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Electron microscopy is a valuable tool used to obtain high-resolution images in a variety of applications, including biomedical research, forensics, and technology. Electron microscopes can capture much higher resolution images than light microscopes, contributing information that is otherwise unattainable.

Every electron microscope works by accelerating a focused stream of electrons in a vacuum towards a sample. Interactions between the electron beam and the sample create an image, similar to how optical microscopes use light to capture images. The image created reveals details of a sample’s surface or internal composition, depending on the type of electron microscope that is used.

Scanning Electron Microscopy (SEM) and Transmission Electron Microscopy (TEM) are the two most common types of electron microscopy. TEM and SEM differ in how they work and what types of images they are able to capture. This article will overview SEM and TEM, including what they are, how they work, and how they compare to one another.

What is SEM?

SEM can stand for either Scanning Electron Microscopy or Scanning Electron Microscope. An SEM is a kind of electron microscope that uses a fine beam of focused electrons to scan a sample’s surface. The microscope records information about the interaction between the electrons and the sample, creating a magnified image. SEM has the potential to magnify an image up to 2 million times.

A closer look at an SEM microscope.

A closer look at an SEM microscope.

SEM images give insight into a sample’s topography and elemental composition. SEM is able to capture 3-D black-and-white images of thin or thick samples. The sample’s size is limited only by the size of the electron microscope chamber.

How does SEM work?

To obtain a high-resolution image, an electron source (also known as an electron gun) emits a stream of high-energy electrons towards a sample. The electron beam is focused using electromagnetic lenses. Once the focused stream reaches the sample, it scans its surface in a rectangular raster.

The interaction between the electron beam and the sample creates secondary electrons, backscattered electrons, and X-rays. These interactions are captured to create a magnified image.

What is TEM?

TEM can stand for Transmission Electron Microscopy or Transmission Electron Microscope (TEM). A TEM is a type of electron microscope that uses a broad beam of electrons to create an image of a sample’s internal structure. A beam of electrons is transmitted through a sample, creating an image that details a sample’s morphology, composition, and crystal structure.

A closer look at a TEM microscope.

A closer look at a TEM microscope.

Samples must be incredibly thin, often less than 150 nm thick, to allow electrons to pass through them. After the transmission of the electrons through the sample, they arrive at a detector below and a 2-D image is created.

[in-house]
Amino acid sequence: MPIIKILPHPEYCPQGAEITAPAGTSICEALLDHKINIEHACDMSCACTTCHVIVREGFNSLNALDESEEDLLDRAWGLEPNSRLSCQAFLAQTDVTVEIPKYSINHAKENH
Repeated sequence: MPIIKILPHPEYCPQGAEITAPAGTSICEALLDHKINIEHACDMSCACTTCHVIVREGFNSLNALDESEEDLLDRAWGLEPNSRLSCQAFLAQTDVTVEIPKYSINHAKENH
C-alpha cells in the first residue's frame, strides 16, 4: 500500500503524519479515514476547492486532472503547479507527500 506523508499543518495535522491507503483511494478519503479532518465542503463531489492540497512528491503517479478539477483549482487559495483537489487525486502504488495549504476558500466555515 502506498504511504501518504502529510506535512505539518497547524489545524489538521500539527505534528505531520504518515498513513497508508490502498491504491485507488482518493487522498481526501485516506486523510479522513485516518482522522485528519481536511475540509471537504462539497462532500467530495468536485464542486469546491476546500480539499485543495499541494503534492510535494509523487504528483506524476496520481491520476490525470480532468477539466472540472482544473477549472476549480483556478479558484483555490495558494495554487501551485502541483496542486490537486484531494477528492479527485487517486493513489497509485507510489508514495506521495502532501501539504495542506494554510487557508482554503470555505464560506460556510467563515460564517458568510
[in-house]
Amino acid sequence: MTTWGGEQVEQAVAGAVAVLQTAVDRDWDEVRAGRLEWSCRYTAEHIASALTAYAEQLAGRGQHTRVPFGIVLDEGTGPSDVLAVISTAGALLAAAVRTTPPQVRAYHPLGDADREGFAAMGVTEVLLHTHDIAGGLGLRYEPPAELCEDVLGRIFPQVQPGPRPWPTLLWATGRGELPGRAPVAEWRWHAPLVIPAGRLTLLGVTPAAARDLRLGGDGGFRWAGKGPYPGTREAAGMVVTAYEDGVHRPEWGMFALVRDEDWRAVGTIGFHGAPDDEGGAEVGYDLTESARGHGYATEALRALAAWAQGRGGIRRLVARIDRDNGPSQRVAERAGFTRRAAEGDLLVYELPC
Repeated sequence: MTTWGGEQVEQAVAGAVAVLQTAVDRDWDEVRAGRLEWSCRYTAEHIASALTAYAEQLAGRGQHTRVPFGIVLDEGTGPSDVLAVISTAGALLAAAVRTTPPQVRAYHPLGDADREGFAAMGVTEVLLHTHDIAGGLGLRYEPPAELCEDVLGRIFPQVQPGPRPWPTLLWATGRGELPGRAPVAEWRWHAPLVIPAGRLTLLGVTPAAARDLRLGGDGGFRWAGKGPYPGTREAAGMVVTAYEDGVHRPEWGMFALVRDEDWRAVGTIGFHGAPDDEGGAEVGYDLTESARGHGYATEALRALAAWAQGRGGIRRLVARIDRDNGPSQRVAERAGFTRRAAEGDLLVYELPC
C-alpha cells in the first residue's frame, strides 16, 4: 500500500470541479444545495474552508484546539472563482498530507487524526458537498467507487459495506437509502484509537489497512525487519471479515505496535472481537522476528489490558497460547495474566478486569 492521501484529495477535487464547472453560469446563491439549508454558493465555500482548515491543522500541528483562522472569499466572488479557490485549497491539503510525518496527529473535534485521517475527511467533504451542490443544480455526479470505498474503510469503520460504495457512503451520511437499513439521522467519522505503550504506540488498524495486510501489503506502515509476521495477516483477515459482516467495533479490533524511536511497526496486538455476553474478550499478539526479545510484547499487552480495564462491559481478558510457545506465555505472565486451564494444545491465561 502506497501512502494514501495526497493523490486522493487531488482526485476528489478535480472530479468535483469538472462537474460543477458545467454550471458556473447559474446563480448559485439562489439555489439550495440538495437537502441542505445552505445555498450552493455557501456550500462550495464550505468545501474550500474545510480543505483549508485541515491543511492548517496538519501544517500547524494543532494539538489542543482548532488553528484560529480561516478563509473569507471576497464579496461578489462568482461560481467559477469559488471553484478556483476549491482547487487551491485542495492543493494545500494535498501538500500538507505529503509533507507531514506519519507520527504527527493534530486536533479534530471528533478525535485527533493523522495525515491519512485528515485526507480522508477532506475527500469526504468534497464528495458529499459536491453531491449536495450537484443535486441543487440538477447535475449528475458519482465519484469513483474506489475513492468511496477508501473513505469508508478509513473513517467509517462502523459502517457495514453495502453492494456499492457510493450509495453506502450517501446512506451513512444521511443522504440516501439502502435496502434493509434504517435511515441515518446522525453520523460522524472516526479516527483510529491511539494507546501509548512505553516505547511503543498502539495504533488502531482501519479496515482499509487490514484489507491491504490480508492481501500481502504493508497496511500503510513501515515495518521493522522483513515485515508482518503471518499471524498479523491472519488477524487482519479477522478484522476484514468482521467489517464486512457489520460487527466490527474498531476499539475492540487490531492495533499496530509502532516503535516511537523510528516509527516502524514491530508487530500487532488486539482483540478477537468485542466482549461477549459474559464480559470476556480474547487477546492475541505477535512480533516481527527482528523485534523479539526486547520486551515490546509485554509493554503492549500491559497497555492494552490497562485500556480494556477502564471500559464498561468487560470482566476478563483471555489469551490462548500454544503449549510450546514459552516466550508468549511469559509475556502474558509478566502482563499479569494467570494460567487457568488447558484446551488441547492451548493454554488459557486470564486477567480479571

TEMs have an incredible magnification potential of 10-50 million times. The details provided are at the atomic level, the highest resolution of any electron microscope. TEMs are often used to examine molecular and cellular structures.

How does a TEM work?

An electron source sends a beam of electrons through an ultrathin sample. When the electrons penetrate the sample, they pass through lenses below. This data is used to create images directly on a fluorescent screen or onto a computer screen using a charge-coupled device (CCD) camera.


SEM and TEM are both valuable tools in the biological, physical, and chemical sciences. By understanding the differences between these two electron microscopes, scientists can choose the correct type of microscope for their needs.

SEM vs TEM advantages

Scanning Electron Microscopes and Transmission Electron Microscopes each contain unique advantages when compared to the other.

In comparison to TEMs, SEMs:

  • Cost less
  • Take less time to create an image
  • Require less sample preparation
  • Accept thicker samples
  • Can examine larger samples

In comparison to SEMs, TEMs:

  • Create higher resolution images
  • Provide crystallographic and atomic data
  • Create 2-D images that are often easier to interpret than SEM 3-D images
  • Allow users to examine more characteristics of a sample

SEM vs TEM similarities and differences

There are many similarities between SEMs and TEMs. The components of these two high-resolution microscopes are very similar. Each has an electron source/gun that emits an electron stream towards a sample in a vacuum, and each contains lenses and electron apertures to control the electron beam and capture images.

But the differences in function between the two are vast. They differ in how they work, the types of samples that they require, the resolution of images that they create, and more. Even the basic microscope setup is different. In SEM, the sample, located at the base of the electron column, is scanned and the resulting electron scattering is analyzed to produce an image. In TEM, the sample is placed in the middle of the microscope and electrons pass through the sample before being collected. TEM offers information on ultrathin samples' inner structure, while SEM records information about a sample's surface.

The below table summarizes the differences between SEMs and TEMs.

Scanning Electron Microscopes (SEM)
Transmission Electron Microscopes (TEM)
Electron streamFine, focused beamBroad beam
Image takenTopographical/surfaceInternal structure
ResolutionLower resolutionHigher resolution
MagnificationUp to 2,000,000 times Up to 50,000,000 times
Image dimension3-D2-D
Sample thicknessThin and thick samples okayUltrathin samples only
Penetrates sampleNoYes
Sample restrictionLess restrictiveMore restrictive
Sample preparationLess preparation requiredMore preparation required
CostLess expensiveMore expensive
OperationEasy to useMore complicated; requires training